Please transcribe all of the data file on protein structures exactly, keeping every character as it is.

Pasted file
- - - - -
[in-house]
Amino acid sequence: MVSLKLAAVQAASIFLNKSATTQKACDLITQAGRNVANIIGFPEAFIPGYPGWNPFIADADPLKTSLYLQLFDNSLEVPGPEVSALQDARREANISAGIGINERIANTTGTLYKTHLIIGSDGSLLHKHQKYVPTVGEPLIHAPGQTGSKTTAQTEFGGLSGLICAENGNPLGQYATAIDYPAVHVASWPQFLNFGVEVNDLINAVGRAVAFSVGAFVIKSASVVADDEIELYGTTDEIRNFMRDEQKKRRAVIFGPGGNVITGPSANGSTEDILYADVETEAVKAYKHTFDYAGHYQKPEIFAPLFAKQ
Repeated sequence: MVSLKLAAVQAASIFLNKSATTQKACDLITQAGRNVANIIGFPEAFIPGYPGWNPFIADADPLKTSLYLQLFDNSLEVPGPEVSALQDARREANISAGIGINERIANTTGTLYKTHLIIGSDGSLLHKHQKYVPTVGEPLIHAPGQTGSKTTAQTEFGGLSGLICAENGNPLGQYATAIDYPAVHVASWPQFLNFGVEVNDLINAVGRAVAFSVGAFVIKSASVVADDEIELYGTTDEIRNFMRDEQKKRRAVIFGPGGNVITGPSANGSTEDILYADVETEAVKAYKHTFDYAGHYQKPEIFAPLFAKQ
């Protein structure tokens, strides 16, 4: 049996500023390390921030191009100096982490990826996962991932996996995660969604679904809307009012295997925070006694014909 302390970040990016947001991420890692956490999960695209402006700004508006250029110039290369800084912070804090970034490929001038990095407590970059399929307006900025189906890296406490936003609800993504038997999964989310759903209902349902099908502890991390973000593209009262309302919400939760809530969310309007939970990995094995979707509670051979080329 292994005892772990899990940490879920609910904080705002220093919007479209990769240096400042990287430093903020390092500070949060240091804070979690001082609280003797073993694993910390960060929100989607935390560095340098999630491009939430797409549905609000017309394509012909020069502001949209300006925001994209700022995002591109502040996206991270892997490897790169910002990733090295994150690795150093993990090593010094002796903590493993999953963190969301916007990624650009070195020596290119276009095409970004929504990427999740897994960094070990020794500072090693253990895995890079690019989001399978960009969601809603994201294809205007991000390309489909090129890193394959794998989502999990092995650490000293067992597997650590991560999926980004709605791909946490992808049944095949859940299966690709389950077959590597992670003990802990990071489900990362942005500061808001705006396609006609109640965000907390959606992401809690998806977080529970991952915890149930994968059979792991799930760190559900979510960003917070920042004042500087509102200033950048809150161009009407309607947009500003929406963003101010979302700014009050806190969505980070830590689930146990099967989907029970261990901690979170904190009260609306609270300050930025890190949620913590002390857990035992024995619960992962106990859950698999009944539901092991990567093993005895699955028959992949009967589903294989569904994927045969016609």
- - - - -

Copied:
[in-house]
Amino acid sequence: MVSLKLAAVQAASIFLNKSATTQKACDLITQAGRNVANIIGFPEAFIPGYPGWNPFIADADPLKTSLYLQLFDNSLEVPGPEVSALQDARREANISAGIGINERIANTTGTLYKTHLIIGSDGSLLHKHQKYVPTVGEPLIHAPGQTGSKTTAQTEFGGLSGLICAENGNPLGQYATAIDYPAVHVASWPQFLNFGVEVNDLINAVGRAVAFSVGAFVIKSASVVADDEIELYGTTDEIRNFMRDEQKKRRAVIFGPGGNVITGPSANGSTEDILYADVETEAVKAYKHTFDYAGHYQKPEIFAPLFAKQ
Repeated sequence: MVSLKLAAVQAASIFLNKSATTQKACDLITQAGRNVANIIGFPEAFIPGYPGWNPFIADADPLKTSLYLQLFDNSLEVPGPEVSALQDARREANISAGIGINERIANTTGTLYKTHLIIGSDGSLLHKHQKYVPTVGEPLIHAPGQTGSKTTAQTEFGGLSGLICAENGNPLGQYATAIDYPAVHVASWPQFLNFGVEVNDLINAVGRAVAFSVGAFVIKSASVVADDEIELYGTTDEIRNFMRDEQKKRRAVIFGPGGNVITGPSANGSTEDILYADVETEAVKAYKHTFDYAGHYQKPEIFAPLFAKQ
């Protein structure tokens, strides 16, 4: 049996500023390390921030191009100096982490990826996962991932996996995660969604679904809307009012295997925070006694014909 302390970040990016947001991420890692956490999960695209402006700004508006250029110039290369800084912070804090970034490929001038990095407590970059399929307006900025189906890296406490936003609800993504038997999964989310759903209902349902099908502890991390973000593209009262309302919400939760809530969310309007939970990995094995979707509670051979080329 292994005892772990899990940490879920609910904080705002220093919007479209990769240096400042990287430093903020390092500070949060240091804070979690001082609280003797073993694993910390960060929100989607935390560095340098999630491009939430797409549905609000017309394509012909020069502001949209300006925001994209700022995002591109502040996206991270892997490897790169910002990733090295994150690795150093993990090593010094002796903590493993999953963190969301916007990624650009070195020596290119276009095409970004929504990427999740897994960094070990020794500072090693253990895995890079690019989001399978960009969601809603994201294809205007991000390309489909090129890193394959794998989502999990092995650490000293067992597997650590991560999926980004709605791909946490992808049944095949859940299966690709389950077959590597992670003990802990990071489900990362942005500061808001705006396609006609109640965000907390959606992401809690998806977080529970991952915890149930994968059979792991799930760190559900979510960003917070920042004042500087509102200033950048809150161009009407309607947009500003929406963003101010979302700014009050806190969505980070830590689930146990099967989907029970261990901690979170904190009260609306609270300050930025890190949620913590002390857990035992024995619960992962106990859950698999009944539901092991990567093993005895699955028959992949009967589903294989569904994927045969016609």